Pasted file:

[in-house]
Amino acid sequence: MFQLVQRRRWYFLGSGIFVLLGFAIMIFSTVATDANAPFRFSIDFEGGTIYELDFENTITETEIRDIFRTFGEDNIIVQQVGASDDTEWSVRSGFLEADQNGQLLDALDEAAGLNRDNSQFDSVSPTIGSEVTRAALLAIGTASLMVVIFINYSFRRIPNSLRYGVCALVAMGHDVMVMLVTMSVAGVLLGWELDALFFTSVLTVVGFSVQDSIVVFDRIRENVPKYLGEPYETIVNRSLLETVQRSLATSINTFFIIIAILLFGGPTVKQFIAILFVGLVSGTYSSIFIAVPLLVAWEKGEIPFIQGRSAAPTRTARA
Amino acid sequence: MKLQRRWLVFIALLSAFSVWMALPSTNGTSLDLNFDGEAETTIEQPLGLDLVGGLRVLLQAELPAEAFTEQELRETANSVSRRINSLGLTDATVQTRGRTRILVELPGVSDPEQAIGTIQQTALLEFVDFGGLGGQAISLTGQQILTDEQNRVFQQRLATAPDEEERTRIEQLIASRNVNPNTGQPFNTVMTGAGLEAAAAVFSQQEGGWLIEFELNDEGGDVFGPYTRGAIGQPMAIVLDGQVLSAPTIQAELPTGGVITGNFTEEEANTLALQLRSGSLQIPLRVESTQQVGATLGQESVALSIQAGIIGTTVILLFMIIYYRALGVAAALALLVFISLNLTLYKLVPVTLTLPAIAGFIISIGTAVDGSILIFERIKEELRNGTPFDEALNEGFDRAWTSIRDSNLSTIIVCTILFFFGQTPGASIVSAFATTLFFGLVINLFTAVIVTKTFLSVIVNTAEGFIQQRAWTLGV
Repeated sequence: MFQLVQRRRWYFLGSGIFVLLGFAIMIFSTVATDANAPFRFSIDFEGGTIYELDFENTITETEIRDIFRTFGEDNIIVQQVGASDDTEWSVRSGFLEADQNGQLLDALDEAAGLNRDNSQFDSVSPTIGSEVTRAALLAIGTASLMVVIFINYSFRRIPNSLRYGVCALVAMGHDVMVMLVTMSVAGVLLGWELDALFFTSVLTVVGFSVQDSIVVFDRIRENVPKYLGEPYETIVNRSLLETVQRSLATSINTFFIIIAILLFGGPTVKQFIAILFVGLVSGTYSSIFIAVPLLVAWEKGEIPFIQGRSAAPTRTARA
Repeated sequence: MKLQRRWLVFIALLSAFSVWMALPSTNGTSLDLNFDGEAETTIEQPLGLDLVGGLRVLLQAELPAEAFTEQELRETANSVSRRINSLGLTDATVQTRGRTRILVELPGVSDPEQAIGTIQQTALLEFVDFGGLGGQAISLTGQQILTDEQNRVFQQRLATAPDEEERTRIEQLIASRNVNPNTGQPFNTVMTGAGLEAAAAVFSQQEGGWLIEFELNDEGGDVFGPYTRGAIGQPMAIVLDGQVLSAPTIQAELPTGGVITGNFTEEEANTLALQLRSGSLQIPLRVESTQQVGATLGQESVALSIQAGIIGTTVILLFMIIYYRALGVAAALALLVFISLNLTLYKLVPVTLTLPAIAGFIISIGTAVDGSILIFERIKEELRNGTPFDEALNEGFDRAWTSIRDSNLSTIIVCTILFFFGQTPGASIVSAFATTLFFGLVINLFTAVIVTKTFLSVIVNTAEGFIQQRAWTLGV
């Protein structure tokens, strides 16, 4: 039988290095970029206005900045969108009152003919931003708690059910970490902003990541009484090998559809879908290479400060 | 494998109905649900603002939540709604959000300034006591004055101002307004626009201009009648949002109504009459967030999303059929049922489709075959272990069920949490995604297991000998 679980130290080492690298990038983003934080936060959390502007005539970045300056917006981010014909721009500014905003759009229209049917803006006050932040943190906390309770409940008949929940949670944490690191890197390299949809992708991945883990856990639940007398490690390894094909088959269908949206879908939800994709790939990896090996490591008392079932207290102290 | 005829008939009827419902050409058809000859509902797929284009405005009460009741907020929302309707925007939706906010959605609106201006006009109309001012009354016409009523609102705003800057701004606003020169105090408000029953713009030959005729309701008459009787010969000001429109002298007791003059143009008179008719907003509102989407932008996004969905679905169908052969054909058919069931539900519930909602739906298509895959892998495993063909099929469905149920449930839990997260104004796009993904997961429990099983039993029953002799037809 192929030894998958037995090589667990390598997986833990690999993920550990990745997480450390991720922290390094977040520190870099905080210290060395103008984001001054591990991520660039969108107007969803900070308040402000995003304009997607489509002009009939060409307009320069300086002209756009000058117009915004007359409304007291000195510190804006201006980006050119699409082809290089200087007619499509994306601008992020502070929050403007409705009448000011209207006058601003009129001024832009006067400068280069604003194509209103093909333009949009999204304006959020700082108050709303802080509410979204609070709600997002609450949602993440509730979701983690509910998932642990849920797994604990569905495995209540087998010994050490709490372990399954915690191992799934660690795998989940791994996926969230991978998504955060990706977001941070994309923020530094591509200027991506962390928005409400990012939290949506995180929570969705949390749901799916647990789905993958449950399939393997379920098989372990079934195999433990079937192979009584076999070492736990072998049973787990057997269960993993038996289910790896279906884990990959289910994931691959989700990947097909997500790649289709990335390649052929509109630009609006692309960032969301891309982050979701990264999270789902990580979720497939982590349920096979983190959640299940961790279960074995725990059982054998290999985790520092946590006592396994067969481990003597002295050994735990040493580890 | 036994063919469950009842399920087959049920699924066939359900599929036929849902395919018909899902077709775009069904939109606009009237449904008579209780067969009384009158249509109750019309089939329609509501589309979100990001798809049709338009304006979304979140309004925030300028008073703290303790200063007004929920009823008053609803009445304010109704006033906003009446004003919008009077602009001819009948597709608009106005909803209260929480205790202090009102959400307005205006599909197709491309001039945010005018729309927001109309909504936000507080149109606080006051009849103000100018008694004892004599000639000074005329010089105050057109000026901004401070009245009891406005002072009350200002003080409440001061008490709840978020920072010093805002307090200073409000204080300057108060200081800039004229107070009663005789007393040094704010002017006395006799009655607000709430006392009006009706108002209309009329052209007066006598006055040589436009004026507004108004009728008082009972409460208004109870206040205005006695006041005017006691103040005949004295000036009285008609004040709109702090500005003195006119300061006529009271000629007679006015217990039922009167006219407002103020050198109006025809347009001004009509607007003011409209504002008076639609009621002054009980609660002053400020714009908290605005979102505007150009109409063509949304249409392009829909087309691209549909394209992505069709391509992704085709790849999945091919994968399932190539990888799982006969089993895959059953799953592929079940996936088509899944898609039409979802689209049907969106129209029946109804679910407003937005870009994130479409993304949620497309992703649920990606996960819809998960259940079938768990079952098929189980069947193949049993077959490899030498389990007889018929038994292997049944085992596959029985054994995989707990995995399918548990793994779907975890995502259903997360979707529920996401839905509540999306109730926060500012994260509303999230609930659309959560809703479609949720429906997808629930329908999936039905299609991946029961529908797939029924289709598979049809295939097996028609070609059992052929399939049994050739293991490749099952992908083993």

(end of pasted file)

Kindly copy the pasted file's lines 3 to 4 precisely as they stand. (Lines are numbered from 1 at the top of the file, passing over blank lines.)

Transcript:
Amino acid sequence: MKLQRRWLVFIALLSAFSVWMALPSTNGTSLDLNFDGEAETTIEQPLGLDLVGGLRVLLQAELPAEAFTEQELRETANSVSRRINSLGLTDATVQTRGRTRILVELPGVSDPEQAIGTIQQTALLEFVDFGGLGGQAISLTGQQILTDEQNRVFQQRLATAPDEEERTRIEQLIASRNVNPNTGQPFNTVMTGAGLEAAAAVFSQQEGGWLIEFELNDEGGDVFGPYTRGAIGQPMAIVLDGQVLSAPTIQAELPTGGVITGNFTEEEANTLALQLRSGSLQIPLRVESTQQVGATLGQESVALSIQAGIIGTTVILLFMIIYYRALGVAAALALLVFISLNLTLYKLVPVTLTLPAIAGFIISIGTAVDGSILIFERIKEELRNGTPFDEALNEGFDRAWTSIRDSNLSTIIVCTILFFFGQTPGASIVSAFATTLFFGLVINLFTAVIVTKTFLSVIVNTAEGFIQQRAWTLGV
Repeated sequence: MFQLVQRRRWYFLGSGIFVLLGFAIMIFSTVATDANAPFRFSIDFEGGTIYELDFENTITETEIRDIFRTFGEDNIIVQQVGASDDTEWSVRSGFLEADQNGQLLDALDEAAGLNRDNSQFDSVSPTIGSEVTRAALLAIGTASLMVVIFINYSFRRIPNSLRYGVCALVAMGHDVMVMLVTMSVAGVLLGWELDALFFTSVLTVVGFSVQDSIVVFDRIRENVPKYLGEPYETIVNRSLLETVQRSLATSINTFFIIIAILLFGGPTVKQFIAILFVGLVSGTYSSIFIAVPLLVAWEKGEIPFIQGRSAAPTRTARA